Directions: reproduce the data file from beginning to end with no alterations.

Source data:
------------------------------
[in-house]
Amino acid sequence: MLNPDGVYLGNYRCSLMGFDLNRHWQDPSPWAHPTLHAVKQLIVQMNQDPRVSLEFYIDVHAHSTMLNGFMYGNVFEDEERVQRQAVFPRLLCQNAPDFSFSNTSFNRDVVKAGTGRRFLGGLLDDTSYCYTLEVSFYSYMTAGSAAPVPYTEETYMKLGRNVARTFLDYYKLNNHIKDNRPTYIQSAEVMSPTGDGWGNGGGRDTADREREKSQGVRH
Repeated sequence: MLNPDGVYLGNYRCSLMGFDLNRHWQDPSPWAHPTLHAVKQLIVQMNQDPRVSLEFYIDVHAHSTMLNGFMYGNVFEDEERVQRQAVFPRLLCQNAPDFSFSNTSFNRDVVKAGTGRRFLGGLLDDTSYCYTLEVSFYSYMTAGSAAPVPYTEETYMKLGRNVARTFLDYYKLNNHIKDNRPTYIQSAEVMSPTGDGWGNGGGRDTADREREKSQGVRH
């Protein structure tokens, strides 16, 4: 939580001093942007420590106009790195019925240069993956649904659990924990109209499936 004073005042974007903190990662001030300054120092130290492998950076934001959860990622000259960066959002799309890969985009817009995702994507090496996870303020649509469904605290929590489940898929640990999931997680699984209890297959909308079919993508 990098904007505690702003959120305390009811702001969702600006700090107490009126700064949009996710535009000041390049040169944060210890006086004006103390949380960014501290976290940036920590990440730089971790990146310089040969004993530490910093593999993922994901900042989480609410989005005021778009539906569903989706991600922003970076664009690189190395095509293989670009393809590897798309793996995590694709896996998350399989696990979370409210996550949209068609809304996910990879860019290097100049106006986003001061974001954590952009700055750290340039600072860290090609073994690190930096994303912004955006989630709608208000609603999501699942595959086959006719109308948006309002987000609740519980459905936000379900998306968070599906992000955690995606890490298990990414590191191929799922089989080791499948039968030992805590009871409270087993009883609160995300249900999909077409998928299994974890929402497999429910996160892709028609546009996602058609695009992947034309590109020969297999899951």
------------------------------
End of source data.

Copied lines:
[in-house]
Amino acid sequence: MLNPDGVYLGNYRCSLMGFDLNRHWQDPSPWAHPTLHAVKQLIVQMNQDPRVSLEFYIDVHAHSTMLNGFMYGNVFEDEERVQRQAVFPRLLCQNAPDFSFSNTSFNRDVVKAGTGRRFLGGLLDDTSYCYTLEVSFYSYMTAGSAAPVPYTEETYMKLGRNVARTFLDYYKLNNHIKDNRPTYIQSAEVMSPTGDGWGNGGGRDTADREREKSQGVRH
Repeated sequence: MLNPDGVYLGNYRCSLMGFDLNRHWQDPSPWAHPTLHAVKQLIVQMNQDPRVSLEFYIDVHAHSTMLNGFMYGNVFEDEERVQRQAVFPRLLCQNAPDFSFSNTSFNRDVVKAGTGRRFLGGLLDDTSYCYTLEVSFYSYMTAGSAAPVPYTEETYMKLGRNVARTFLDYYKLNNHIKDNRPTYIQSAEVMSPTGDGWGNGGGRDTADREREKSQGVRH
């Protein structure tokens, strides 16, 4: 939580001093942007420590106009790195019925240069993956649904659990924990109209499936 004073005042974007903190990662001030300054120092130290492998950076934001959860990622000259960066959002799309890969985009817009995702994507090496996870303020649509469904605290929590489940898929640990999931997680699984209890297959909308079919993508 990098904007505690702003959120305390009811702001969702600006700090107490009126700064949009996710535009000041390049040169944060210890006086004006103390949380960014501290976290940036920590990440730089971790990146310089040969004993530490910093593999993922994901900042989480609410989005005021778009539906569903989706991600922003970076664009690189190395095509293989670009393809590897798309793996995590694709896996998350399989696990979370409210996550949209068609809304996910990879860019290097100049106006986003001061974001954590952009700055750290340039600072860290090609073994690190930096994303912004955006989630709608208000609603999501699942595959086959006719109308948006309002987000609740519980459905936000379900998306968070599906992000955690995606890490298990990414590191191929799922089989080791499948039968030992805590009871409270087993009883609160995300249900999909077409998928299994974890929402497999429910996160892709028609546009996602058609695009992947034309590109020969297999899951």